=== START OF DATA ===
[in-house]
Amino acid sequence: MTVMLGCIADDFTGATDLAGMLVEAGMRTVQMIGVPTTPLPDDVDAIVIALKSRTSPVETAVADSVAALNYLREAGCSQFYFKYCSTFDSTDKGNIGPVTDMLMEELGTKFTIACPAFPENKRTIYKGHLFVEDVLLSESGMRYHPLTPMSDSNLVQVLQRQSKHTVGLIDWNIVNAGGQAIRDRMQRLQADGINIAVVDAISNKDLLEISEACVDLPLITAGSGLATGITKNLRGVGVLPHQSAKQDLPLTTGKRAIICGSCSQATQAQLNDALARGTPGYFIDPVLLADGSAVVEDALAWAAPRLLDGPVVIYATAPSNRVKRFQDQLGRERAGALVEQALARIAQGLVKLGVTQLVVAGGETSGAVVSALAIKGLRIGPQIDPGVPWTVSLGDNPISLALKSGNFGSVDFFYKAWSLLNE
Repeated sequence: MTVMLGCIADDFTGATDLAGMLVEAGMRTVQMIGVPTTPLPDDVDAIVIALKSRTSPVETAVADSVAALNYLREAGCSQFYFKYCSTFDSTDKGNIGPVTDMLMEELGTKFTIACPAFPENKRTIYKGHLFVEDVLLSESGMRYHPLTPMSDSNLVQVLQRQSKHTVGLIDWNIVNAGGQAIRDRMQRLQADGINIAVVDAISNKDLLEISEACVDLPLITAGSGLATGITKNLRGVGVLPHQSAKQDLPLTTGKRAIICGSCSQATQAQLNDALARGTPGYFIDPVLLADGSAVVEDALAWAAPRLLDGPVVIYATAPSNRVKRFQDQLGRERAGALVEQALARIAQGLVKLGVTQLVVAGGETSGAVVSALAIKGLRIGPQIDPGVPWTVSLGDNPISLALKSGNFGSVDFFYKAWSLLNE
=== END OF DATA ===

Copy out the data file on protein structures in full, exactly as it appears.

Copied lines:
[in-house]
Amino acid sequence: MTVMLGCIADDFTGATDLAGMLVEAGMRTVQMIGVPTTPLPDDVDAIVIALKSRTSPVETAVADSVAALNYLREAGCSQFYFKYCSTFDSTDKGNIGPVTDMLMEELGTKFTIACPAFPENKRTIYKGHLFVEDVLLSESGMRYHPLTPMSDSNLVQVLQRQSKHTVGLIDWNIVNAGGQAIRDRMQRLQADGINIAVVDAISNKDLLEISEACVDLPLITAGSGLATGITKNLRGVGVLPHQSAKQDLPLTTGKRAIICGSCSQATQAQLNDALARGTPGYFIDPVLLADGSAVVEDALAWAAPRLLDGPVVIYATAPSNRVKRFQDQLGRERAGALVEQALARIAQGLVKLGVTQLVVAGGETSGAVVSALAIKGLRIGPQIDPGVPWTVSLGDNPISLALKSGNFGSVDFFYKAWSLLNE
Repeated sequence: MTVMLGCIADDFTGATDLAGMLVEAGMRTVQMIGVPTTPLPDDVDAIVIALKSRTSPVETAVADSVAALNYLREAGCSQFYFKYCSTFDSTDKGNIGPVTDMLMEELGTKFTIACPAFPENKRTIYKGHLFVEDVLLSESGMRYHPLTPMSDSNLVQVLQRQSKHTVGLIDWNIVNAGGQAIRDRMQRLQADGINIAVVDAISNKDLLEISEACVDLPLITAGSGLATGITKNLRGVGVLPHQSAKQDLPLTTGKRAIICGSCSQATQAQLNDALARGTPGYFIDPVLLADGSAVVEDALAWAAPRLLDGPVVIYATAPSNRVKRFQDQLGRERAGALVEQALARIAQGLVKLGVTQLVVAGGETSGAVVSALAIKGLRIGPQIDPGVPWTVSLGDNPISLALKSGNFGSVDFFYKAWSLLNE